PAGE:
I could feel that familiar, yet unwanted sensation rising first in the low of my belly and then moving into my throat, sticking like gum to hot cement.
I swallowed, trying to stuff it back down. But it spread, creating sticky strands in the firing emotion. My skin tingled then heated, ignited wounds of anger and hurt.
Those flames alighted those unforgotten (why?) offenses. Those lacerations that I thought I had exonerated, soothed then salved so no traces present, now flared.
I became internally enraged, inflamed by the duality of my frustration for these undesirable feelings and my sense of justice that I know is not mine to administer.
Outwardly I spread out kindness, grace, even good-deeds, believing my actions would convert the pain of betrayal, blame and condemnation. Act yourself into a feeling, so to speak.
Outwardly I resisted, controlling and protecting through avoidance by positioning myself to not be in the offenders presence for a duration. Time heals all wounds, so to speak.
Had I not then authenticated my forgiveness in gracious acts? Had I not healed my wounds through protection of situation vulnerability, giving time for the terrain to ice so no flame of ill will could ignite?
Why was I shifting back to condemnation of self and my offender again?
“When,” my soul and heart cried out, “will this be over?”
And the Spirit whispered: When you have truly forgiven. Forgiven yourself and forgiven the offender. Why do you still fear?
There is no fear in love, but perfect love casts out fear. For fear has to do with punishment, and whoever fears has not been perfected in love.
When in fear, when feeling exposed, vulnerable, trashed, and deeply wounded, perceived threats of others judgement and perception of us emerge. In other words, our identity is jeopardized.
When agreeing with the perceived threat against us, we condemn ourselves (what is wrong with me that they would think that of me?) and condemn the other (how could they have done that to me?)
And we become reduced to a slave of blame, betrayal, and criticism.
But there is another way.
Peace I leave with you; my peace I give you. I do not give to you as the world gives. Do not let your hearts be troubled and do not be afraid.
We can offer love, following Jesus’ teaching of the gentle way. And remember our safety from the perceived threats of the world (where we will always have trouble) lies in the confidence in the truth that we hold-complete in Christ.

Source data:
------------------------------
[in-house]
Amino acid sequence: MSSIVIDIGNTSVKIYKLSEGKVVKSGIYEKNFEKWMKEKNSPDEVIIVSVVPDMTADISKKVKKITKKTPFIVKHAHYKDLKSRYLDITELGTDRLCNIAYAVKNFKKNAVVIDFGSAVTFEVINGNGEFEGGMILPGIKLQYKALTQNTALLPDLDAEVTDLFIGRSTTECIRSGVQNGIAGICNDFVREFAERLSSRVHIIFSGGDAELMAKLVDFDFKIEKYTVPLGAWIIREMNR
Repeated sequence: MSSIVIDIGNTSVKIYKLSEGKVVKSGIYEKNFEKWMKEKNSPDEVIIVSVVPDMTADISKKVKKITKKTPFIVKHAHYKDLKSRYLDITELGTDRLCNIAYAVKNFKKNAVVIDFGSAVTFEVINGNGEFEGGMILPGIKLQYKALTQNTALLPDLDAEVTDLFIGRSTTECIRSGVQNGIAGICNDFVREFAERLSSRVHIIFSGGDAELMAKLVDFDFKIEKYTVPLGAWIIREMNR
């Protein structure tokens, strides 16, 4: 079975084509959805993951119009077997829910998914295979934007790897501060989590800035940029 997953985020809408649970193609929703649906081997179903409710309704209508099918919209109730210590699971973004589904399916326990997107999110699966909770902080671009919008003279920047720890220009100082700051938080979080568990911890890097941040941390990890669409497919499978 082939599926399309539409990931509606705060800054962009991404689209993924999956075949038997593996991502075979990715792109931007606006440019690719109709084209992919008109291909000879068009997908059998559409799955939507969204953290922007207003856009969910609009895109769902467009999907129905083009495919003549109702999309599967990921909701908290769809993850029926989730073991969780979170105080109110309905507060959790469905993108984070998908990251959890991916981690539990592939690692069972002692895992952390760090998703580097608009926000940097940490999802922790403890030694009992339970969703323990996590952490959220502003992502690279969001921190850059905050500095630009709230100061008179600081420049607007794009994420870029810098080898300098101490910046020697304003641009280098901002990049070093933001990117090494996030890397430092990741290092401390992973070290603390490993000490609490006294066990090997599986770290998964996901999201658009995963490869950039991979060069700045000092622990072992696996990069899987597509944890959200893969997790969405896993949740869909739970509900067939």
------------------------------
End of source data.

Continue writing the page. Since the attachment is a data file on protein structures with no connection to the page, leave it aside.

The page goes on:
I have told you all this so that you may have peace in me. Here on earth you will have many trials and sorrows. But take heart, because I have overcome the world.”
But because of his great love for us, God, who is rich in mercy, made us alive with Christ even when we were dead in transgressions—it is by grace you have been saved. And God raised us up with Christ and seated us with him in the heavenly realms in Christ Jesus
We can give-up what we think we have a right to when wronged: judge the other. We can surrender and let go of the offense, ‘turn the other cheek’ (Matt 5:39) and be free of the chains of blame, criticism and betrayal. In this way we are The Way, turned to the light within us, our True identity as daughters/sons of Christ.
It’s our choice. “What choice will you make, Lynn?” the Spirit asks.
“To be free in love, or chained to judgement?”
Yes, I see now how I have not completely forgiven even in my doing of being outwardly kind, and in my resistance of being vulnerable to the offenders presence. And I know I cannot do this on my own. Only through the power of the Holy Spirit can I so forgive, radically and completely.
So I take a moment, close my eyes and envision that moment where the waves of judgement threatened to crush the safety of my boat. Terror comes over me as I watch my offender rise out of the waves and enter my boat, standing dripping wet in front of me. I twist away. And He is there too.
“Why are you afraid?” He gently asks. “There is no storm or wave that rise above the love of Me in you. There is no judgement that can change your identity in Me. And there is no offense that is above my grace.” He smiles at me. “It is finished.”
And I see Him turn to my offender, His eyes pouring out such light of love and compassion I had to blink several times before able to really see. And my heart warms, but not like the heat of flames that destruct. But rather this warmth is like a sunbeam, embracing and restoring.
And I cannot help but be engulfed by this love that surrounds both of us now-my offender and myself, both broken people navigating this sea of life.
I release my hands that have been clinging to the boat. The waves still. And I find myself weeping in understanding. It is finished. All is forgiven.
Part 11 next week
(This story is inspired by my healing journey this past 3 years that included pastors and counselors leading me to bring Jesus into times of trauma, as well as more recently the readings of The Forgotten Way Meditations and Water Walker by Ted Dekker)